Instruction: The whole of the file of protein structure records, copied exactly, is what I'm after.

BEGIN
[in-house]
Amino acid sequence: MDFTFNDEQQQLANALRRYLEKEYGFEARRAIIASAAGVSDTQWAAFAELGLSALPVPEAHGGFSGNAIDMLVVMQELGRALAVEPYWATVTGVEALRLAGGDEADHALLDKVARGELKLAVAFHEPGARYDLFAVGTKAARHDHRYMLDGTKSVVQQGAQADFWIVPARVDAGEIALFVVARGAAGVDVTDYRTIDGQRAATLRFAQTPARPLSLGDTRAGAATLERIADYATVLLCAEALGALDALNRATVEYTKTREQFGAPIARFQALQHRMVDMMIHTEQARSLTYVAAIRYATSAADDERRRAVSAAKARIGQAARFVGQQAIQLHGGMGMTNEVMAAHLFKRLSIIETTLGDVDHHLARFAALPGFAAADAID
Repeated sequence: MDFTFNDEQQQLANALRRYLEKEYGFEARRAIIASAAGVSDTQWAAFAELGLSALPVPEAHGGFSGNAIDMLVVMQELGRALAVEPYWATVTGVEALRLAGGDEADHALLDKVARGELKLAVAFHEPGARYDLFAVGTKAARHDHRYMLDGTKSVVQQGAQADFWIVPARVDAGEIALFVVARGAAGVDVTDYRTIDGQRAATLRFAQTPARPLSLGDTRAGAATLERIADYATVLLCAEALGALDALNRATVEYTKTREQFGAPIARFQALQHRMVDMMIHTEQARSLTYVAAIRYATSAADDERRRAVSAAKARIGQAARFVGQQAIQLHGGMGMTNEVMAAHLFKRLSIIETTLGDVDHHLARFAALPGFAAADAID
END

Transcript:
[in-house]
Amino acid sequence: MDFTFNDEQQQLANALRRYLEKEYGFEARRAIIASAAGVSDTQWAAFAELGLSALPVPEAHGGFSGNAIDMLVVMQELGRALAVEPYWATVTGVEALRLAGGDEADHALLDKVARGELKLAVAFHEPGARYDLFAVGTKAARHDHRYMLDGTKSVVQQGAQADFWIVPARVDAGEIALFVVARGAAGVDVTDYRTIDGQRAATLRFAQTPARPLSLGDTRAGAATLERIADYATVLLCAEALGALDALNRATVEYTKTREQFGAPIARFQALQHRMVDMMIHTEQARSLTYVAAIRYATSAADDERRRAVSAAKARIGQAARFVGQQAIQLHGGMGMTNEVMAAHLFKRLSIIETTLGDVDHHLARFAALPGFAAADAID
Repeated sequence: MDFTFNDEQQQLANALRRYLEKEYGFEARRAIIASAAGVSDTQWAAFAELGLSALPVPEAHGGFSGNAIDMLVVMQELGRALAVEPYWATVTGVEALRLAGGDEADHALLDKVARGELKLAVAFHEPGARYDLFAVGTKAARHDHRYMLDGTKSVVQQGAQADFWIVPARVDAGEIALFVVARGAAGVDVTDYRTIDGQRAATLRFAQTPARPLSLGDTRAGAATLERIADYATVLLCAEALGALDALNRATVEYTKTREQFGAPIARFQALQHRMVDMMIHTEQARSLTYVAAIRYATSAADDERRRAVSAAKARIGQAARFVGQQAIQLHGGMGMTNEVMAAHLFKRLSIIETTLGDVDHHLARFAALPGFAAADAID